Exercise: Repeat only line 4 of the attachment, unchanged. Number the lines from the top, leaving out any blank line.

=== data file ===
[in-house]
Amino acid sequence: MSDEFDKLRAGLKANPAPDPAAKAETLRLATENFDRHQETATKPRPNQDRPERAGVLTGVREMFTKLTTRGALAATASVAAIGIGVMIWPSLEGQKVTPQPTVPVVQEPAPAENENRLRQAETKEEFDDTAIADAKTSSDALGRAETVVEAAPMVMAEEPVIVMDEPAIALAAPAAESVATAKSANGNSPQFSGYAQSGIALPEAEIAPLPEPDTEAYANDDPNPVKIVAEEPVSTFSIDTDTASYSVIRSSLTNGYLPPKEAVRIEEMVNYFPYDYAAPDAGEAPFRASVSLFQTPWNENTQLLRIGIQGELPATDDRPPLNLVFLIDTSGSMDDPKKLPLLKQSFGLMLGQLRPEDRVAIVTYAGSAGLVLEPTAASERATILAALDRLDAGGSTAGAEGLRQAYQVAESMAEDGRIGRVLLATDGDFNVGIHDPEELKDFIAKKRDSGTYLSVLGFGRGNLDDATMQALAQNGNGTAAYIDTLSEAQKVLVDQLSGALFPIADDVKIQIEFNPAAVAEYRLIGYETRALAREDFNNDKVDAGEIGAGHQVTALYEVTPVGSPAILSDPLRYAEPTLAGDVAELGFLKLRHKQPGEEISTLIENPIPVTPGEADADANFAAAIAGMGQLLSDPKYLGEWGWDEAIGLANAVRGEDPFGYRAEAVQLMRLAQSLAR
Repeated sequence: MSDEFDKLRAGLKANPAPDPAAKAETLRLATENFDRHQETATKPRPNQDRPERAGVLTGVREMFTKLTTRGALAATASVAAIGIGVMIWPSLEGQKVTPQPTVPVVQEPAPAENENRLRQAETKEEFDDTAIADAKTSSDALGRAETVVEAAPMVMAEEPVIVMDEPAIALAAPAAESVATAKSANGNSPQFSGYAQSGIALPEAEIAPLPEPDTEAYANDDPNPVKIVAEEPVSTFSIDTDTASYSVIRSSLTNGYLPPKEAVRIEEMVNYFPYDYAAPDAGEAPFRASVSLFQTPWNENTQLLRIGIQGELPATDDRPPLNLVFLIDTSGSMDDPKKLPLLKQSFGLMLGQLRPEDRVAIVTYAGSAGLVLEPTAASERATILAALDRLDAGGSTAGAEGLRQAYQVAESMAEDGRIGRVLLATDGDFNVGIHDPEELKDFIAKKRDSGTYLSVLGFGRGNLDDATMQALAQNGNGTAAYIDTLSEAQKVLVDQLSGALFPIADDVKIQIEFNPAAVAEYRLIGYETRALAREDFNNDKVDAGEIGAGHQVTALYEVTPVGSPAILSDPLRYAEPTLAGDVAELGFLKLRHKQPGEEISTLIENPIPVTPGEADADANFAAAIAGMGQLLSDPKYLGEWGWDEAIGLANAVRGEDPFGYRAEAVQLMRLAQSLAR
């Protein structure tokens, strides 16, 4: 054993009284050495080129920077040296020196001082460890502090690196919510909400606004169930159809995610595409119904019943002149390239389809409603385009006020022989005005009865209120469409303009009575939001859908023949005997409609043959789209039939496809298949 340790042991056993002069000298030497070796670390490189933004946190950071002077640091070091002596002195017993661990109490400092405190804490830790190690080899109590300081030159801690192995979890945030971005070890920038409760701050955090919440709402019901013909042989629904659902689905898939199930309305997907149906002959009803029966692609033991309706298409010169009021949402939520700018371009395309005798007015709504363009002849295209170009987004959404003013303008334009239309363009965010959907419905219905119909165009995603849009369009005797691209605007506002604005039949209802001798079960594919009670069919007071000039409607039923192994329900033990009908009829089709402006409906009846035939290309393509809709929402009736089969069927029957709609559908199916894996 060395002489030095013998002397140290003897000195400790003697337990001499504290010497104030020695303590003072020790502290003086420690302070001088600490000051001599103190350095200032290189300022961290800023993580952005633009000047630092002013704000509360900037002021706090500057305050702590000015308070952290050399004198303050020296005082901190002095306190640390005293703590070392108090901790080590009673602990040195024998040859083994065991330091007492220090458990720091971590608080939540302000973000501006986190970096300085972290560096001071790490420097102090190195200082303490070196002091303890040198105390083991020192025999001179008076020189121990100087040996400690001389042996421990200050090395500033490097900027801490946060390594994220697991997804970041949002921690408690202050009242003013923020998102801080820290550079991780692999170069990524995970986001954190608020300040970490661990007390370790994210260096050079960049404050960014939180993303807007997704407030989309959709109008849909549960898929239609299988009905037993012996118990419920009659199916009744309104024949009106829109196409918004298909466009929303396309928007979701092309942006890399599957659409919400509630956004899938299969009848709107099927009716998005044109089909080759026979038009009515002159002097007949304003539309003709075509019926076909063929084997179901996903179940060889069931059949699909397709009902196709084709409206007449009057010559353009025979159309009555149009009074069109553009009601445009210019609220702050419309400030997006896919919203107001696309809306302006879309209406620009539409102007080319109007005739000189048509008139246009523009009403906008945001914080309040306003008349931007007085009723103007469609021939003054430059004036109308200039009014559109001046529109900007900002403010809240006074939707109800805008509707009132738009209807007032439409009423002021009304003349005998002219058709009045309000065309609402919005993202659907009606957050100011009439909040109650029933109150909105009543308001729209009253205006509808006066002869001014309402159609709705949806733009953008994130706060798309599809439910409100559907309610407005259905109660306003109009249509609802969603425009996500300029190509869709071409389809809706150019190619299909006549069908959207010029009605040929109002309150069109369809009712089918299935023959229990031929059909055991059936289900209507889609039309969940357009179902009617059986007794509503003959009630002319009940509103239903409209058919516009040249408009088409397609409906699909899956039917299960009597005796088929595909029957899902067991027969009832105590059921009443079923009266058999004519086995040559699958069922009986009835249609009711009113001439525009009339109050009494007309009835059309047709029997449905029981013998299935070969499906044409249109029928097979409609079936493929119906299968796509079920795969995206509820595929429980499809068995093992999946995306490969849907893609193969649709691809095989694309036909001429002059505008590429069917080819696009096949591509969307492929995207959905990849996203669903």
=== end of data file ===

């Protein structure tokens, strides 16, 4: 054993009284050495080129920077040296020196001082460890502090690196919510909400606004169930159809995610595409119904019943002149390239389809409603385009006020022989005005009865209120469409303009009575939001859908023949005997409609043959789209039939496809298949 340790042991056993002069000298030497070796670390490189933004946190950071002077640091070091002596002195017993661990109490400092405190804490830790190690080899109590300081030159801690192995979890945030971005070890920038409760701050955090919440709402019901013909042989629904659902689905898939199930309305997907149906002959009803029966692609033991309706298409010169009021949402939520700018371009395309005798007015709504363009002849295209170009987004959404003013303008334009239309363009965010959907419905219905119909165009995603849009369009005797691209605007506002604005039949209802001798079960594919009670069919007071000039409607039923192994329900033990009908009829089709402006409906009846035939290309393509809709929402009736089969069927029957709609559908199916894996 060395002489030095013998002397140290003897000195400790003697337990001499504290010497104030020695303590003072020790502290003086420690302070001088600490000051001599103190350095200032290189300022961290800023993580952005633009000047630092002013704000509360900037002021706090500057305050702590000015308070952290050399004198303050020296005082901190002095306190640390005293703590070392108090901790080590009673602990040195024998040859083994065991330091007492220090458990720091971590608080939540302000973000501006986190970096300085972290560096001071790490420097102090190195200082303490070196002091303890040198105390083991020192025999001179008076020189121990100087040996400690001389042996421990200050090395500033490097900027801490946060390594994220697991997804970041949002921690408690202050009242003013923020998102801080820290550079991780692999170069990524995970986001954190608020300040970490661990007390370790994210260096050079960049404050960014939180993303807007997704407030989309959709109008849909549960898929239609299988009905037993012996118990419920009659199916009744309104024949009106829109196409918004298909466009929303396309928007979701092309942006890399599957659409919400509630956004899938299969009848709107099927009716998005044109089909080759026979038009009515002159002097007949304003539309003709075509019926076909063929084997179901996903179940060889069931059949699909397709009902196709084709409206007449009057010559353009025979159309009555149009009074069109553009009601445009210019609220702050419309400030997006896919919203107001696309809306302006879309209406620009539409102007080319109007005739000189048509008139246009523009009403906008945001914080309040306003008349931007007085009723103007469609021939003054430059004036109308200039009014559109001046529109900007900002403010809240006074939707109800805008509707009132738009209807007032439409009423002021009304003349005998002219058709009045309000065309609402919005993202659907009606957050100011009439909040109650029933109150909105009543308001729209009253205006509808006066002869001014309402159609709705949806733009953008994130706060798309599809439910409100559907309610407005259905109660306003109009249509609802969603425009996500300029190509869709071409389809809706150019190619299909006549069908959207010029009605040929109002309150069109369809009712089918299935023959229990031929059909055991059936289900209507889609039309969940357009179902009617059986007794509503003959009630002319009940509103239903409209058919516009040249408009088409397609409906699909899956039917299960009597005796088929595909029957899902067991027969009832105590059921009443079923009266058999004519086995040559699958069922009986009835249609009711009113001439525009009339109050009494007309009835059309047709029997449905029981013998299935070969499906044409249109029928097979409609079936493929119906299968796509079920795969995206509820595929429980499809068995093992999946995306490969849907893609193969649709691809095989694309036909001429002059505008590429069917080819696009096949591509969307492929995207959905990849996203669903």